A Week At The Beach
You can easily spend a week at a North Carolina beach framing an ocean view between your feet and just lazing in the sun. But once you find out how much there is to do on our coast, lying around won’t be at the top of your list. Here’s an itinerary for a week at the beach, North Carolina style.
Day 1 – On the water
Clearly, outdoor activities – like surfing – are a huge draw to our beaches. Our waters are warmer than New England’s and tend to have more consistent waves than Florida beaches. North Carolina has a unique combination of swells, wind and wave patterns, particularly along the northern Outer Banks. The original site of the Cape Hatteras Lighthouse is a favorite of North Carolina surfers, but you can find good surfing spots all along the coast. Wind surfing and kiteboarding also are very popular on our coast. If surfing is not your thing, rent a sea kayak or a personal watercraft and hit the waves. Hungry? Fresh seafood is everywhere.
Day 2 – Water under glass
Take a trip to one of North Carolina’s three state-owned aquariums. No matter where you are on our coast, you are not too far from one of them. You’ll find them at Roanoke Island, Pine Knoll Shores and Fort Fisher, near Wilmington. A must-see at the Roanoke Island Aquarium is the Graveyard of the Atlantic tank. Besides more than 1,000 sea creatures like turtles, tarpon and sharks, the tank features a replica of the 53-foot-long Civil War ironclad, USS Monitor. If you are at the Roanoke Island Aquarium, wrap up your day with a dip at the Old Swimming Hole, a beachfront park that is right next door. The gentle waves on the sound side are just right for little ones. Find a restaurant that serves Calabash-style seafood.
Day 3 – Above the water
Orville and Wilbur Wright were the first people to see North Carolina’s coast by air, and we encourage you to follow their lead. Take an airplane tour to get a feel for and appreciation of the North Carolina coast. You might swoop down over one of the many shipwrecks on our coast, or see a pod of dolphins frolicking offshore. One company even offers flights in an open cockpit plane and provides passengers with Red Baron-style goggles and a leather helmet for the flight. Our advice: take a camera and call a day in advance for reservations. If you’d feel safer flying if you were attached to a rope, parasailing operations abound. Check with the local Convention and Visitors Bureau to find out about air tours where you are vacationing. Try soft shell crab for dinner.
Day 4 – Under the water
Now that you have spotted those submerged shipwrecks, let’s take a closer look at them. Scuba divers from around the world visit the North Carolina coast just because of our shipwrecks. The Crystal Coast area that includes Atlantic Beach, Beaufort, Emerald Isle and Morehead City is one of the prime diving destinations in North America. One of our most popular dives is at the: U-352, a vintage German U-boat. Off Wilmington, you’ll find a number of Civil War–era wrecks. Near Hatteras is the Tarpon, a US sub built in 1936 that sank in 1957 on its way to the salvage yard. Wherever you are on the coast, you’ll find dive instructors available to train the beginners and a number of dive companies that offer dive tours and charter services. For a change of pace, find a restaurant that serves North Carolina-style barbeque.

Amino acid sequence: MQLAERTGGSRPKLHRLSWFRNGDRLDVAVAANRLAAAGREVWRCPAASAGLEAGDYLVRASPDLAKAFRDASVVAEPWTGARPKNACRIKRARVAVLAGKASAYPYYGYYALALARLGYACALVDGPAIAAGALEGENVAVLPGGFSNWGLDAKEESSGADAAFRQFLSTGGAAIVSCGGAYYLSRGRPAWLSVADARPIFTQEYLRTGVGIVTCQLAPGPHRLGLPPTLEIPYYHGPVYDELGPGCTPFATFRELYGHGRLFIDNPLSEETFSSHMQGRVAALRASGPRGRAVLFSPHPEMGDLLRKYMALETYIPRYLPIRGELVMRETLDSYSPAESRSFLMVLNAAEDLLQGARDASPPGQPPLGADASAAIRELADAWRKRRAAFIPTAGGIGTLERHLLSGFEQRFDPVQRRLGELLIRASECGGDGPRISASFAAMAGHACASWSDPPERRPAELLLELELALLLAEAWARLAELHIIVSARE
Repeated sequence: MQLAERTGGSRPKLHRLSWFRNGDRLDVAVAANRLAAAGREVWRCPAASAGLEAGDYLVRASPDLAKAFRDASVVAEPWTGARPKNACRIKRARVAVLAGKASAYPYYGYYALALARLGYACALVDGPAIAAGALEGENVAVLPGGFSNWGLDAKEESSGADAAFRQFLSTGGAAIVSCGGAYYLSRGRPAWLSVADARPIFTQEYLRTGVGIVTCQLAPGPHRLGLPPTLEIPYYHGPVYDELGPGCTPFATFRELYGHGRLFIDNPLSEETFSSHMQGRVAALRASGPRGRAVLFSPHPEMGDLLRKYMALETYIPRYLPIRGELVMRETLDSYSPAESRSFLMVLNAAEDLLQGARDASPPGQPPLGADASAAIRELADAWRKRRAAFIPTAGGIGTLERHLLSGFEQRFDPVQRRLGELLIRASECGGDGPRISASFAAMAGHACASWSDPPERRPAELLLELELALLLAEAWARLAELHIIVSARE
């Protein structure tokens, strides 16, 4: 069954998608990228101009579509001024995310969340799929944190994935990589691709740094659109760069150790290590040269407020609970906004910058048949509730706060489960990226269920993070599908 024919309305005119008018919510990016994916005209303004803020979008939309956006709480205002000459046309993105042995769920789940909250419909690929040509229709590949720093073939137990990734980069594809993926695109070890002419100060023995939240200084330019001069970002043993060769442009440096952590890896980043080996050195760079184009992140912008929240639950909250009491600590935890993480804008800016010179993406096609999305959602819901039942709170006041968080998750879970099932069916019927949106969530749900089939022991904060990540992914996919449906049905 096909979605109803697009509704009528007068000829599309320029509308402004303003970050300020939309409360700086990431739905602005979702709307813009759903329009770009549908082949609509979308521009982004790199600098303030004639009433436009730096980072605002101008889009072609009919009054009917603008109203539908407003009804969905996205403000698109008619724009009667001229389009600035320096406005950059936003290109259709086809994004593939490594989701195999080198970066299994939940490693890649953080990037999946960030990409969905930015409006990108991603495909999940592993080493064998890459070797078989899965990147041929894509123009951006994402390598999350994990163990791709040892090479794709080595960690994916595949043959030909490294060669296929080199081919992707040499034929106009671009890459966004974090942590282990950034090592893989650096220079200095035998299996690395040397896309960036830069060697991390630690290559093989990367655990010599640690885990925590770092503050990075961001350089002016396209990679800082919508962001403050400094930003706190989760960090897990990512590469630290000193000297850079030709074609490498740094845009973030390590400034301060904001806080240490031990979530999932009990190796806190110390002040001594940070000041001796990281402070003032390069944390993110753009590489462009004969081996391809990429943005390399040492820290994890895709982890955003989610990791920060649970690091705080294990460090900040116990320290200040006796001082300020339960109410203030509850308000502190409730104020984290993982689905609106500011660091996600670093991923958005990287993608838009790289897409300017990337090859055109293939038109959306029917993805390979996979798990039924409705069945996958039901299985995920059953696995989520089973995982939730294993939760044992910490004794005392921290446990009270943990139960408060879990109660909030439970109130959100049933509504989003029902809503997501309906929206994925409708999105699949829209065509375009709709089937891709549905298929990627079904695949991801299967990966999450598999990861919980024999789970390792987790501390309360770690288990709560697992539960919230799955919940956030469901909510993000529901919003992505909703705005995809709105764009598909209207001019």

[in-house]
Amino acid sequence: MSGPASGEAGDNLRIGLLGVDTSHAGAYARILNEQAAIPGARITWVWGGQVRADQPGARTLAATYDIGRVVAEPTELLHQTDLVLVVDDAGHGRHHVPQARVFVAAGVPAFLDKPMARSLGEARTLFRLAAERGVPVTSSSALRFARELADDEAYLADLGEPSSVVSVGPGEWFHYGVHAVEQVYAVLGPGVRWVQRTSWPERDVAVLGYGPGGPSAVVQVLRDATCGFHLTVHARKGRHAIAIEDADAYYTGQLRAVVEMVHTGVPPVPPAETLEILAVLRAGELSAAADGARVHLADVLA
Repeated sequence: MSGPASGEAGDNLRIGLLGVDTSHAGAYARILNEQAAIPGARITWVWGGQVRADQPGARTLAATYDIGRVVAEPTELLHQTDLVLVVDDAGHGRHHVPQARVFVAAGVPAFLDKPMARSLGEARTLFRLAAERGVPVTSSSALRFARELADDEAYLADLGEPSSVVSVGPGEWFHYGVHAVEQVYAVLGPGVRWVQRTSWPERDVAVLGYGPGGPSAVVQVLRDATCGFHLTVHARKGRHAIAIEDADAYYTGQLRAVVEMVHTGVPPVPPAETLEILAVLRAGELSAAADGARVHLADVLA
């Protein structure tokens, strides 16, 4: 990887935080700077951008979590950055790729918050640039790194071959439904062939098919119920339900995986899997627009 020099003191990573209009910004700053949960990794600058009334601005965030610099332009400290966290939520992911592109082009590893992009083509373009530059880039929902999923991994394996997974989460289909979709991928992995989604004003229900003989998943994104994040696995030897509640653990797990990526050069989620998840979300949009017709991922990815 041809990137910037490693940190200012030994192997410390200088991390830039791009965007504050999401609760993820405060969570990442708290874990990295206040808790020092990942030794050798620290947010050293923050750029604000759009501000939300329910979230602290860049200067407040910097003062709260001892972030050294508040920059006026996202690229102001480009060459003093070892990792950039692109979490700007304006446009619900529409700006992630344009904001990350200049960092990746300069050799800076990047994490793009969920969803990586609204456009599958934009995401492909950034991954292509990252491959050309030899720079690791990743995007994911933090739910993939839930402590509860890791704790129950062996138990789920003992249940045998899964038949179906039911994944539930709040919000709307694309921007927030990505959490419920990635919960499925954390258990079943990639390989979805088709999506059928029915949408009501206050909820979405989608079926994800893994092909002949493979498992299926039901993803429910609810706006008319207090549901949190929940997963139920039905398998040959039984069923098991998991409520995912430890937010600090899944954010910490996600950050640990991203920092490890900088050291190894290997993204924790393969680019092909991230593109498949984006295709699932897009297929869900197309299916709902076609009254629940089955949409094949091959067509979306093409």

Day 5 – A line in the water
Today it’s more of a past-time, but not so long ago fishing was a way of life for many North Carolina coastal residents. There are many different ways to enjoy fishing along our 4,000 miles of shoreline. Aquatic life is found in the canals and sounds, off the piers and beyond the horizon. Your small fry may be happiest fishing from one of our piers. That way, they are never too far from a cooling dip in the surf if the fish aren’t cooperating. Bigger anglers looking for king-sized action may want to take a charter boat out in search of tuna, king mackerel, marlin and other off-shore denizens of the deep. Cook what you catch.
Day 6 – Off the water
Get ready for some serious shopping. From antiques to the latest fashions and jewelry to art, you can find it on our coast. Artists find the relaxing pace of coastal life to their liking. So, you’ll find jewelers making pieces from beach glass, potters making the functional and the fanciful, as well as painters and woodcarvers. Near the Cape Lookout National Seashore is the Core Sound Waterfowl Museum Gift Shop. Here you can find our famous carved wooden decoys, as well as other wildlife related objects. Be sure to try the hush puppies at lunch.
Day 7 – Buy the water
It’s almost time to leave but you have fallen in love with North Carolina. So, buy your own piece of the North Carolina coast and stay.
For More Information:
added: December 15, 2008
updated: December 22, 2008
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